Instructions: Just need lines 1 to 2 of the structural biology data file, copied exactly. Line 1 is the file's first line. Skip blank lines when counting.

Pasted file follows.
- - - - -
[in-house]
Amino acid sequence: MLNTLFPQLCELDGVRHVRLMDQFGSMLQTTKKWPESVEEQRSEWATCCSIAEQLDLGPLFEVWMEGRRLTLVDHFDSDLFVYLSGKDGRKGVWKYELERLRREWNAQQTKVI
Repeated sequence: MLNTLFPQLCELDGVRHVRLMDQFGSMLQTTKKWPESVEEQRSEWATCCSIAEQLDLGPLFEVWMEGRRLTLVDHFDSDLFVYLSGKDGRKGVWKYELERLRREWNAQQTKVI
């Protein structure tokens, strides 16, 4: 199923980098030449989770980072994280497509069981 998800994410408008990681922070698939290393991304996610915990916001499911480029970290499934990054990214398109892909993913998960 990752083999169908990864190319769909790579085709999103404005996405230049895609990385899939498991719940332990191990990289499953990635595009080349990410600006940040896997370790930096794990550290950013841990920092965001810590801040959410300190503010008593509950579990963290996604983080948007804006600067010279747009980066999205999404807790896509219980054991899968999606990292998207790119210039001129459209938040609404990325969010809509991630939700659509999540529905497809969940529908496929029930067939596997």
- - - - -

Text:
[in-house]
Amino acid sequence: MLNTLFPQLCELDGVRHVRLMDQFGSMLQTTKKWPESVEEQRSEWATCCSIAEQLDLGPLFEVWMEGRRLTLVDHFDSDLFVYLSGKDGRKGVWKYELERLRREWNAQQTKVI